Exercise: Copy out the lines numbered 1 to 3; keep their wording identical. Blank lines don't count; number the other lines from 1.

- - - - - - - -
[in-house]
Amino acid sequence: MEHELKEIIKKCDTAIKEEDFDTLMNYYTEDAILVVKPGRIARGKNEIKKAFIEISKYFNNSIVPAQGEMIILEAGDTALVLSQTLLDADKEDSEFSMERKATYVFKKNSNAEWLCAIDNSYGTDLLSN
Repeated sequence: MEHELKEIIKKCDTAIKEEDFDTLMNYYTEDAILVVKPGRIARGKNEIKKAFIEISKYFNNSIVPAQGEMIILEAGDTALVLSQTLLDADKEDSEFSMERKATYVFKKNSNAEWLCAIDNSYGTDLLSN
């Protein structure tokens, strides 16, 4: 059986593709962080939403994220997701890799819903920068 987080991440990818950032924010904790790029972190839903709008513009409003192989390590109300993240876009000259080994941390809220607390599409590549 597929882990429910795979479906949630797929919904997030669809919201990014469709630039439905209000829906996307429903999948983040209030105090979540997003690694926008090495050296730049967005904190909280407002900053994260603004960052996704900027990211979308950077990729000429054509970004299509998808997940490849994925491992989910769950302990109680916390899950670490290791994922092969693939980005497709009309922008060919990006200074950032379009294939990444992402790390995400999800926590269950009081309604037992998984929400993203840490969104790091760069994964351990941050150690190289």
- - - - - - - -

[in-house]
Amino acid sequence: MEHELKEIIKKCDTAIKEEDFDTLMNYYTEDAILVVKPGRIARGKNEIKKAFIEISKYFNNSIVPAQGEMIILEAGDTALVLSQTLLDADKEDSEFSMERKATYVFKKNSNAEWLCAIDNSYGTDLLSN
Repeated sequence: MEHELKEIIKKCDTAIKEEDFDTLMNYYTEDAILVVKPGRIARGKNEIKKAFIEISKYFNNSIVPAQGEMIILEAGDTALVLSQTLLDADKEDSEFSMERKATYVFKKNSNAEWLCAIDNSYGTDLLSN